Hungry for Change
Hungry for Change
A lack of food is one of the biggest health challenges facing the world – and it’s only likely to get worse. But one innovative new social enterprise may have developed a way to curb this trend.
Hungry for Change
Imagine trying to teach when you have a classroom full of starving students. In many communities around the globe, this is the daily reality. According to figures from the Food and Agriculture Organization of the United Nations, one in nine people worldwide are suffering from hunger and malnutrition. Their recent report, The State of Food Security and Nutrition in the World 2018, reveals that world hunger has risen for three consecutive years, with almost 821 million people facing chronic food deprivation in 2017, rising from 804 million in 2016.
Climate change is expected to further increase this number. Hunger is one of the most urgent challenges to global health – yet the world currently produces more than enough food to feed everyone. So how do we create a world free from malnutrition?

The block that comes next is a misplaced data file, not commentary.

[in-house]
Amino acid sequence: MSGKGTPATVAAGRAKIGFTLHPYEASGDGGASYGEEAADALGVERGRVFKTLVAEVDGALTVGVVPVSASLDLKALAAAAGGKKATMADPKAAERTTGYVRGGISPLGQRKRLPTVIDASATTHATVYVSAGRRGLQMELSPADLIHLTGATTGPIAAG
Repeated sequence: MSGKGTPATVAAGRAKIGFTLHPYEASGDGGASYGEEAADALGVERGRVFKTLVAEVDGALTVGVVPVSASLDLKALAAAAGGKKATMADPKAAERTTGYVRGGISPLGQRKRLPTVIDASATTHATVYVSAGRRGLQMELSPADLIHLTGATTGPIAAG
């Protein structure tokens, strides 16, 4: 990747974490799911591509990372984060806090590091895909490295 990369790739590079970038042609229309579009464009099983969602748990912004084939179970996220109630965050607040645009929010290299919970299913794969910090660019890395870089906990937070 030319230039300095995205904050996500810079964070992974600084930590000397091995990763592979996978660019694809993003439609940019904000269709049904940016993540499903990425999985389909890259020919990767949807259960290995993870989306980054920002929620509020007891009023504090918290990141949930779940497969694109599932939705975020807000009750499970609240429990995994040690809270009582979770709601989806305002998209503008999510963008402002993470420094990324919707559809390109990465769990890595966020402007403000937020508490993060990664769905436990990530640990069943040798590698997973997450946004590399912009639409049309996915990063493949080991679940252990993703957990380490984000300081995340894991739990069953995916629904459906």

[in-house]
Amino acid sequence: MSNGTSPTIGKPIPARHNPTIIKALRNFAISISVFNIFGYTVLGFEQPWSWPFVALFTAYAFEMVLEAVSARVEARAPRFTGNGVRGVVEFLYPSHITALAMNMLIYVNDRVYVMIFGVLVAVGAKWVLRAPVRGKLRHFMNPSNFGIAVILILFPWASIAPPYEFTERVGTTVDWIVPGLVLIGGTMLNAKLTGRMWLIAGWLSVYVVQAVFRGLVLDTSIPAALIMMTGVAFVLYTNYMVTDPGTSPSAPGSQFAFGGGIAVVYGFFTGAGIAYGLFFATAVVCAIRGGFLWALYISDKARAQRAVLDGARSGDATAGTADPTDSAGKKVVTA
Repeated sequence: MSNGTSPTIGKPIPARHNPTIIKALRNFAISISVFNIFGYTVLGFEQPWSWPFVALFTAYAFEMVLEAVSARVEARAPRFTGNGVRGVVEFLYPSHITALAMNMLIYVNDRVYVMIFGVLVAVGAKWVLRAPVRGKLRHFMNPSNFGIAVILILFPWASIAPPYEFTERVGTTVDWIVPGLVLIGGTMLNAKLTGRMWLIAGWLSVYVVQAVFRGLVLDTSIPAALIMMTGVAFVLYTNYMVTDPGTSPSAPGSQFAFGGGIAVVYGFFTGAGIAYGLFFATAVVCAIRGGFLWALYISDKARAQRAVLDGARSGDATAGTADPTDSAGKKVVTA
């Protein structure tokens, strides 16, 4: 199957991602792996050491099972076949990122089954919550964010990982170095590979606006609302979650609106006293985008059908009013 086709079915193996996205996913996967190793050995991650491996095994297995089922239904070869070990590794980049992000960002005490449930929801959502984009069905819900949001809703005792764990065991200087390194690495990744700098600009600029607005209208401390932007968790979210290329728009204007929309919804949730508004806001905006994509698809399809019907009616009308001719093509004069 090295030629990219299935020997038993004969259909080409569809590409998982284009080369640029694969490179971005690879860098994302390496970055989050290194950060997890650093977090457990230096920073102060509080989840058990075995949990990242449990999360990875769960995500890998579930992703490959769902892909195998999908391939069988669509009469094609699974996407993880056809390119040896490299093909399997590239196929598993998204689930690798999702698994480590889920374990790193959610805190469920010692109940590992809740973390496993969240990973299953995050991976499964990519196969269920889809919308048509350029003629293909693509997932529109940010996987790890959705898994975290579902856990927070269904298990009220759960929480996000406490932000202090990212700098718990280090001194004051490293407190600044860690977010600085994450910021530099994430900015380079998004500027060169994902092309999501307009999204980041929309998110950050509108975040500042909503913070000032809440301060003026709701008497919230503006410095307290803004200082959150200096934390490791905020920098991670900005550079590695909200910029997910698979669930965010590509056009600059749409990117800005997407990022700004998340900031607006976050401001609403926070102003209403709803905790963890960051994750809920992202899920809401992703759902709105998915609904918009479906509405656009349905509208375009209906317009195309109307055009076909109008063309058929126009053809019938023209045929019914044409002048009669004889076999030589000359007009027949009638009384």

The UN Environment Programme (UNEP) explains that farming systems must be viable to secure the long-term livelihoods of rural populations, and help reduce poverty in developing nations. Sustainable food production can offer pathways out of poverty, by connecting farmers directly to higher- value export markets, for example. But this necessitates the development of sustainable food value chains – which are highly complex systems. Breaking the poverty cycle requires cooperation between agribusinesses, governments, farmers and community groups.
Globally, various public, private and non-government organisations are all collaborating to design and implement sustainable food solutions. The UNEP’s Sustainable Rice Platform, for example, promotes sustainable rice cultivation through a global alliance. Partners are working to drive resource-efficient rice production and improve livelihoods for rice growers, while also reducing greenhouse gas emissions and protecting the environment.
Food Ladder is another such organisation. This not-for-profit social enterprise uses hydroponics and environmentally sustainable systems to create food and economic security for communities that are otherwise dependent on outside aid. Their environmentally-controlled growing systems have been designed to work in extreme climates and withstand weather variations associated with climate change.